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17 juillet 2005
J Pharmacol Exp Ther
2000; 239; 3; 1048-1062
S33084, a Novel, Potent, Selective, and Competitive Antagonist at Dopamine D3-Receptors: I. Receptorial, Electrophysiological and Neurochemical Profile Compared with GR218,231 and L741,626
Mark J. Millan, Alain Gobert, et al.
Institut de Recherches Servier, Centre de Recherches de Croissy, Paris, France


The benzopyranopyrrole S33084 displayed pronounced affinity (pKi = 9.6) for cloned human hD3-receptors, and >100-fold lower affinity for hD2 and all other receptors (>30) examined. S33084 concentration dependently, potently, and competitively (pA2 = 9.7) antagonized dopamine (DA)-induced [35S]guanosine-5'- O-(3-thio)triphosphate (GTPS) binding at hD3-receptors.
It also concentration dependently abolished stimulation by DA of hD3-receptor-coupled mitogen-activated protein kinase. Administered alone, S33084 did not modify dialysate levels of DA in the frontal cortex, nucleus accumbens, or striatum of freely moving rats, nor the firing rate of ventrotegmental dopaminergic cell bodies. Furthermore, it had minimal effect on DA turnover in mesocortical, mesolimbic, and nigrostriatal projection regions. However, S33084 dose dependently blocked the suppressive influence of the preferential D3-agonist PD128,907 on frontocortical release of DA.
Furthermore, it likewise antagonized the inhibitory influence of PD128,907 on the electrical activity of ventrotegmental dopaminergic neurons. Although less potent than S33084, GR218,231 likewise behaved as a selective hD3- versus hD2-receptor antagonist and its neurochemical and electrophysiological profiles were similar. In contrast, L741,626 was a preferential antagonist at hD2 versus hD3 sites.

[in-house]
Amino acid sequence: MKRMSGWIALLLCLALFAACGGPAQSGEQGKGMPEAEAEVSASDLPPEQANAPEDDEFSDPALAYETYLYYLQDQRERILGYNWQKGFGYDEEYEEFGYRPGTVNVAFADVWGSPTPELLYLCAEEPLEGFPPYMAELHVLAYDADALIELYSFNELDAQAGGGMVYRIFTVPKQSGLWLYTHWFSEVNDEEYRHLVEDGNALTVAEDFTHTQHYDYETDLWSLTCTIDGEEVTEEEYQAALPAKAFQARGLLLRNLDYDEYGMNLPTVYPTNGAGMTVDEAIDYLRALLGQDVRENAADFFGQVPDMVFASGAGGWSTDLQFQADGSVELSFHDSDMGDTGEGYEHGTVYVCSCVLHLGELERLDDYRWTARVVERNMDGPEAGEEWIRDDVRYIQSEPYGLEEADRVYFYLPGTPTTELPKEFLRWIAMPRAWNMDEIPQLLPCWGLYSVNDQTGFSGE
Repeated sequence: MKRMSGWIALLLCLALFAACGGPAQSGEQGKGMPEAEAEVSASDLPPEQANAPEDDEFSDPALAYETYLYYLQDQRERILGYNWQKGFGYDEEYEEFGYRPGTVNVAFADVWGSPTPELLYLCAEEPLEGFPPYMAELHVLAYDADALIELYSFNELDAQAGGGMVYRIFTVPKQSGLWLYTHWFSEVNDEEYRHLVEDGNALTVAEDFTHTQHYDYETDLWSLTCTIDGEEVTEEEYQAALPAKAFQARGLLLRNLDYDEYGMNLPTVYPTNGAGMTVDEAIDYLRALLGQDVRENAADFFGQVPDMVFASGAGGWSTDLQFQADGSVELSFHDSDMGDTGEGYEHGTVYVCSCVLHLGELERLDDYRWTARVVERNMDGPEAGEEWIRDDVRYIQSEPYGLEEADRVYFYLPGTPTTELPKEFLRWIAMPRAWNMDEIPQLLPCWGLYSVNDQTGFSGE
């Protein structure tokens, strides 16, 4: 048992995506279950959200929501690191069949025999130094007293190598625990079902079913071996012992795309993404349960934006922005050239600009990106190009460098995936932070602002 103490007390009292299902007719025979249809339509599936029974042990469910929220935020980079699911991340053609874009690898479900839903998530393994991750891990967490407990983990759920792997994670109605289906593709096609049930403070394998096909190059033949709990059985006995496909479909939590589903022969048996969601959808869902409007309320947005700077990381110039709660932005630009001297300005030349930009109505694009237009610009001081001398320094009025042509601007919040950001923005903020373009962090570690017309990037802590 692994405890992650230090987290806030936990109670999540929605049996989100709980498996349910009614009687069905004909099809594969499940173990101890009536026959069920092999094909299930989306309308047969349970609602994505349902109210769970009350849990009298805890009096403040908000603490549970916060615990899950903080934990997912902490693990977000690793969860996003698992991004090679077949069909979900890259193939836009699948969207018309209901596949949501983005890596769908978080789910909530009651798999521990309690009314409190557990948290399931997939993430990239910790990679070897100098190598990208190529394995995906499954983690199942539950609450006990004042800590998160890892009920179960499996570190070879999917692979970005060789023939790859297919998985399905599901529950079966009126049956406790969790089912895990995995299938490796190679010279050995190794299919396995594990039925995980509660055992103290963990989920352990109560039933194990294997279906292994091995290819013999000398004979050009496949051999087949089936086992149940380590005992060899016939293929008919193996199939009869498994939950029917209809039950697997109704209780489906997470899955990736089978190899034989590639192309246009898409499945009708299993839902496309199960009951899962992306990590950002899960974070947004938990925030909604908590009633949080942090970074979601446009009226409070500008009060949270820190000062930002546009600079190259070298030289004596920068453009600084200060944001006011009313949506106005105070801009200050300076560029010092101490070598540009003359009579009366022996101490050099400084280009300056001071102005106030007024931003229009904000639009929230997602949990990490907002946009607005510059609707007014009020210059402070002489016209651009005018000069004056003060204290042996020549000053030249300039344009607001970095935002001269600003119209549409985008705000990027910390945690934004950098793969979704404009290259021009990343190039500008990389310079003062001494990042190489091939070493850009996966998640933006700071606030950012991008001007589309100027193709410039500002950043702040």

In vivo, on administration alone, L741,626 increased frontocortical, mesolimbic, and (more potently) striatal DA release, enhanced the firing rate of dopaminergic perikarya, and accelerated cerebral DA synthesis. It also blocked the actions of PD128,907. In conclusion, S33084 is a novel, potent, selective, and competitive antagonist at hD3-receptors.
Although GR218,231 behaves similarly, L741,626 is a preferential D2-receptor antagonist. DA D2- but not D3-(auto) receptors tonically inhibit ascending dopaminergic pathways, although the latter may contribute to phasic suppression of DA release in frontal cortex.
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J Pharmacol Exp Ther
2000; 293; 3; 1063-1073
S33084, a novel, potent, selective, and competitive antagonist at dopamine D(3)-receptors: II. Functional and behavioral profile compared with GR218,231 and L741,626
Millan MJ, Dekeyne A,
The selective dopamine D(3)-receptor antagonist S33084 dose dependently attenuated induction of hypothermia by 7-hydroxy-2-dipropylaminotetralin (7-OH-DPAT) and PD128,907. S33084 also dose dependently reduced 7-OH-DPAT-induced penile erections (PEs) but had little effect on 7-OH-DPAT-induced yawning and hypophagia, and it did not block contralateral rotation elicited by the preferential D(3) agonist quinpirole in unilateral substantia nigra-lesioned rats.
In models of potential antipsychotic activity, S33084 had little effect on conditioned avoidance behavior and the locomotor response to amphetamine and cocaine in rats, and weakly inhibited apomorphine-induced climbing in mice. Moreover, S33084 was inactive in models of potential extrapyramidal activity in rats: induction of catalepsy and prolactin secretion and inhibition of methylphenidate-induced gnawing.
Another selective D(3) antagonist, GR218,231, mimicked S33084 in inhibiting 7-OH-DPAT-induced PEs and hypothermia but neither hypophagia nor yawning behavior. Similarly, it was inactive in models of potential antipsychotic and extrapyramidal activity. In distinction to S33084 and GR218,231, the preferential D(2) antagonist L741,626 inhibited all responses elicited by 7-OH-DPAT.
Furthermore, it displayed robust activity in models of antipsychotic and, at slightly higher doses, extrapyramidal activity. In summary, S33084 was inactive in models of potential antipsychotic and extrapyramidal activity and failed to modify spontaneous locomotor behavior. Furthermore, it did not affect hypophagia or yawns, but attenuated hypothermia and PEs, elicited by 7-OH-DPAT.
This profile was shared by GR218,231, whereas L741,626 was effective in all models. Thus, D(2)-receptors are principally involved in these paradigms, although D(3)-receptors may contribute to induction of hypothermia and PEs. S33084 should comprise a useful tool for further exploration of the pathophysiological significance of D(3)- versus D(2)-receptors.
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